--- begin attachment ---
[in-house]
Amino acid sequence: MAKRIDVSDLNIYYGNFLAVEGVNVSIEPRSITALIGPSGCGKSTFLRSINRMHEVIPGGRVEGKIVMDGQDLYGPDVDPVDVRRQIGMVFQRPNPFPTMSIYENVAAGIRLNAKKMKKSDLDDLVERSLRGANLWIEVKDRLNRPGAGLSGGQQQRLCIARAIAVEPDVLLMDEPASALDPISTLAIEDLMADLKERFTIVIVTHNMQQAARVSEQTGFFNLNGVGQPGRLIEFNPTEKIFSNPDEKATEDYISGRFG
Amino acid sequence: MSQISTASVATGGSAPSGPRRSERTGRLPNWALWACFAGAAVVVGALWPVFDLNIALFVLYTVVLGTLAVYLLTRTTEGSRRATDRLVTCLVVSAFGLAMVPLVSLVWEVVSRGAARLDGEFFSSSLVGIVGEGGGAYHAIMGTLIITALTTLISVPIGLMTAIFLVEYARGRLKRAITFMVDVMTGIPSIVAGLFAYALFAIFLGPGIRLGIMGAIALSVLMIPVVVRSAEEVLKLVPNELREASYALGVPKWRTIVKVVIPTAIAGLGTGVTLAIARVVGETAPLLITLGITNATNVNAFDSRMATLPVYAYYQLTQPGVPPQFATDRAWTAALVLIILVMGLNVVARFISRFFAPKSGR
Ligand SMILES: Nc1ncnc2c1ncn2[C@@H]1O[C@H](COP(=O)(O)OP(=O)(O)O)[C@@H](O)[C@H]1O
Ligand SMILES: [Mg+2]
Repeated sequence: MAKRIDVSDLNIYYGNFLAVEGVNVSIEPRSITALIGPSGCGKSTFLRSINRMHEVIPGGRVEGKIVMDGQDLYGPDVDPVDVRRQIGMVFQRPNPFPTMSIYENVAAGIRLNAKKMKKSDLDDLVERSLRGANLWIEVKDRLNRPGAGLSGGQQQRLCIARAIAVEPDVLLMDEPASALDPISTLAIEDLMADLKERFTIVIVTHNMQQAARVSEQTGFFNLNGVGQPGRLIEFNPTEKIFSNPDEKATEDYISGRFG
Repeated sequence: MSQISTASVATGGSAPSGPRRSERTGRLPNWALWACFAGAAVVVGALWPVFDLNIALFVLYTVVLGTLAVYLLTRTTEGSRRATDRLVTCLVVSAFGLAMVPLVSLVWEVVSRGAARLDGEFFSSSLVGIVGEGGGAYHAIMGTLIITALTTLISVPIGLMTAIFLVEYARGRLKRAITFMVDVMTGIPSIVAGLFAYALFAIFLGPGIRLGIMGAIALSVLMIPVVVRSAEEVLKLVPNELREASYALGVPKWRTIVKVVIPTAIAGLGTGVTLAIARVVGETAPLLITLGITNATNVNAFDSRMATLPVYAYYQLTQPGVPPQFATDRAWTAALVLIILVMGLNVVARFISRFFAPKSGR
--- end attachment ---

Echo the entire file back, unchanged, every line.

[in-house]
Amino acid sequence: MAKRIDVSDLNIYYGNFLAVEGVNVSIEPRSITALIGPSGCGKSTFLRSINRMHEVIPGGRVEGKIVMDGQDLYGPDVDPVDVRRQIGMVFQRPNPFPTMSIYENVAAGIRLNAKKMKKSDLDDLVERSLRGANLWIEVKDRLNRPGAGLSGGQQQRLCIARAIAVEPDVLLMDEPASALDPISTLAIEDLMADLKERFTIVIVTHNMQQAARVSEQTGFFNLNGVGQPGRLIEFNPTEKIFSNPDEKATEDYISGRFG
Amino acid sequence: MSQISTASVATGGSAPSGPRRSERTGRLPNWALWACFAGAAVVVGALWPVFDLNIALFVLYTVVLGTLAVYLLTRTTEGSRRATDRLVTCLVVSAFGLAMVPLVSLVWEVVSRGAARLDGEFFSSSLVGIVGEGGGAYHAIMGTLIITALTTLISVPIGLMTAIFLVEYARGRLKRAITFMVDVMTGIPSIVAGLFAYALFAIFLGPGIRLGIMGAIALSVLMIPVVVRSAEEVLKLVPNELREASYALGVPKWRTIVKVVIPTAIAGLGTGVTLAIARVVGETAPLLITLGITNATNVNAFDSRMATLPVYAYYQLTQPGVPPQFATDRAWTAALVLIILVMGLNVVARFISRFFAPKSGR
Ligand SMILES: Nc1ncnc2c1ncn2[C@@H]1O[C@H](COP(=O)(O)OP(=O)(O)O)[C@@H](O)[C@H]1O
Ligand SMILES: [Mg+2]
Repeated sequence: MAKRIDVSDLNIYYGNFLAVEGVNVSIEPRSITALIGPSGCGKSTFLRSINRMHEVIPGGRVEGKIVMDGQDLYGPDVDPVDVRRQIGMVFQRPNPFPTMSIYENVAAGIRLNAKKMKKSDLDDLVERSLRGANLWIEVKDRLNRPGAGLSGGQQQRLCIARAIAVEPDVLLMDEPASALDPISTLAIEDLMADLKERFTIVIVTHNMQQAARVSEQTGFFNLNGVGQPGRLIEFNPTEKIFSNPDEKATEDYISGRFG
Repeated sequence: MSQISTASVATGGSAPSGPRRSERTGRLPNWALWACFAGAAVVVGALWPVFDLNIALFVLYTVVLGTLAVYLLTRTTEGSRRATDRLVTCLVVSAFGLAMVPLVSLVWEVVSRGAARLDGEFFSSSLVGIVGEGGGAYHAIMGTLIITALTTLISVPIGLMTAIFLVEYARGRLKRAITFMVDVMTGIPSIVAGLFAYALFAIFLGPGIRLGIMGAIALSVLMIPVVVRSAEEVLKLVPNELREASYALGVPKWRTIVKVVIPTAIAGLGTGVTLAIARVVGETAPLLITLGITNATNVNAFDSRMATLPVYAYYQLTQPGVPPQFATDRAWTAALVLIILVMGLNVVARFISRFFAPKSGR